In the developing world, there’s often a face-off between conservation needs and the needs of the community, with neither coming out all that well.
Is it possible to “save more space for nature” without encroaching on human rights?
Historically, conservation initiatives have pitted the protection of valued environments against their continuing use by local people.
The iconic parks of Yosemite and Yellowstone were established by evicting resident indigenous communities in the 1800s, and conservation-related evictions continue into the current millennium.
In the developing world, restricting people’s access to resources in conservation areas has contributed to economic displacement and social vulnerability.
With social scientists and advocacy groups bringing this tarnished history to light, the conservation profession has tried to reconcile conservation and human welfare.
In recent years, conservation organisations have used a number of approaches. Some programs have set up development projects in conserved landscapes; these might include ecotourism or promoting sustainably harvested products.
Others take to a more negotiated approach, making various arrangements with local people for collaborative management.
Conservation narratives are no longer just about saving species. They have been infused with the language of poverty alleviation, sustainable development and the Millennium Development Goals.
But outcomes on the ground have been harder to achieve.
Issues too big for ecotourism to solve
Fundamental weaknesses in the design and implementation of development ventures such as ecotourism have reduced their long term viability.
Many have been top-down enterprises with limited local ownership and control. New opportunities for income and other benefits have contributed to conflict in some communities.
Conservation and development projects are generally focused at the local level: they may fail to deal with wider political and economic threats to resources.
In Papua New Guinea, international conservation NGOs found it difficult to pitch ecotourism to landowners: landowners could make a lot more money from logging.
In the Philippines, a proposal for a major highway threatened any potential environmental gains from a locally based integrated conservation and development project. The lead NGO found the local project wasn’t enough to save species: it had to convince the planning agencies to re-orient the road.
Activities like ecotourism can be seen as “silver bullet” solutions to complex development dilemmas. But it’s unrealistic to expect one ecotourism or resource harvesting enterprise to improve health, education and other economic development for everyone in a community, when many other factors could be holding a community back.
Other forms of rural development have shown for decades that development doesn’t work unless it responds to broader social, economic and political challenges. But conservation professionals have failed to learn from this.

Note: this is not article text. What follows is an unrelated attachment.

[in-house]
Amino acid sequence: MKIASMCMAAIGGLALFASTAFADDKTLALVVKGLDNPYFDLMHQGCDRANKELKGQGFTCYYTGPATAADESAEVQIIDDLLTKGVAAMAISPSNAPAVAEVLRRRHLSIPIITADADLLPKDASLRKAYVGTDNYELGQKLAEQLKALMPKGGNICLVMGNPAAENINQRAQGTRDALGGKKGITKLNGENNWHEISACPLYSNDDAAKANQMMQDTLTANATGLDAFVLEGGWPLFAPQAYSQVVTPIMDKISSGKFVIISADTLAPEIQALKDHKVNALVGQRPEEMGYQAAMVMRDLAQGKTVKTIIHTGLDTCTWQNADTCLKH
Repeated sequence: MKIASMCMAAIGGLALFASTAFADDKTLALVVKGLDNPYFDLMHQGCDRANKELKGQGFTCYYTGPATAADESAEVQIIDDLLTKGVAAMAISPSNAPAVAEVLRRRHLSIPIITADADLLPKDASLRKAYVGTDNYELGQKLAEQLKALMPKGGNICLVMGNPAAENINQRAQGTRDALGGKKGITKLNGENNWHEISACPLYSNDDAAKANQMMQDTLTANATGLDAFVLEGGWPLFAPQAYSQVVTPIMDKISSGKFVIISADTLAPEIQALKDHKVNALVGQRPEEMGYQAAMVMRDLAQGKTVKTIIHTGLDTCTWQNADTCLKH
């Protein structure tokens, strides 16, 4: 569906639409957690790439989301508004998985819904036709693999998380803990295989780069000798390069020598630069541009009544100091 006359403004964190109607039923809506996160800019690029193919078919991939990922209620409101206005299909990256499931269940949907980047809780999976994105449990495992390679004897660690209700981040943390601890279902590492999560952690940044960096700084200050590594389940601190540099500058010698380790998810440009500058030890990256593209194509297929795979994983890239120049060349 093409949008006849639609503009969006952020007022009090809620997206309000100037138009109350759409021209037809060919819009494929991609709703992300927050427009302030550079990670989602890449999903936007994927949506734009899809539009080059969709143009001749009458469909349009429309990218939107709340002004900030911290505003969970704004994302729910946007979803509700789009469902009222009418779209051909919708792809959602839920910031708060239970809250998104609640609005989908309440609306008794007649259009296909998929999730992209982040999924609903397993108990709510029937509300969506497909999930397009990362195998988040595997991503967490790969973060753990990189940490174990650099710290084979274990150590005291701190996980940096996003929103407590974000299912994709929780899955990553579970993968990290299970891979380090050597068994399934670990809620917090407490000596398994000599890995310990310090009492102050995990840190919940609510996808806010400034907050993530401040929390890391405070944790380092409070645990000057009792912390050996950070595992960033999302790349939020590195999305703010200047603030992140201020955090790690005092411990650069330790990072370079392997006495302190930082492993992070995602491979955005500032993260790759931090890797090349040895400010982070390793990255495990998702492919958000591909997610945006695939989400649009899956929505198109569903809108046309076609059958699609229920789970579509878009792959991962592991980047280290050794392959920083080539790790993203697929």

Paying people to save the planet
These days there’s a wave of enthusiasm for market-based conservation instruments - the new “silver bullet”. Ecosystem service schemes, for instance, pay local people who can show that they have taken steps to improve conservation.
The main point of difference from earlier approaches is that the stewards only get paid if they can show conservation efforts have improved.
But in practice, making payments conditional on monitoring outcomes is proving very difficult in developing countries. Our recent book highlights this problem in several schemes from Asia to Latin America.
But at least this new approach recognises that trade-offs are inevitable and need recompense. It raises some important questions: What kinds of trade-offs are acceptable? Who bears the costs and gains the benefits in such trade-offs? And do local people have enough power to negotiate an equitable deal?
Not a win-win situation
Bodies like the World Conservation Union are trying to answer these kinds of questions. They say we need to recognise that the different groups involved in conservation efforts have different things they want to achieve. Any program has to negotiate appropriate trade-offs among them.
So far there hasn’t been a thorough analysis of whether this kind of negotiated approach is working. In my experience such approaches may not do as much for conservation.
However, if enough affected people are included in negotiations, the programs that come out may at least be more viable and sustainable.
A key paper on this subject states that “Providing more space for nature often requires constraining people’s lives and activities.”
If we accept that both sides can’t win, then it is important we look carefully at how any trade-offs are negotiated, and who bears the costs or gains the benefits.
A more politically and socially informed approach, which actively and transparently engages in negotiation around the question of trade-offs, will serve conservation organisations better than relying on “silver bullet” solutions.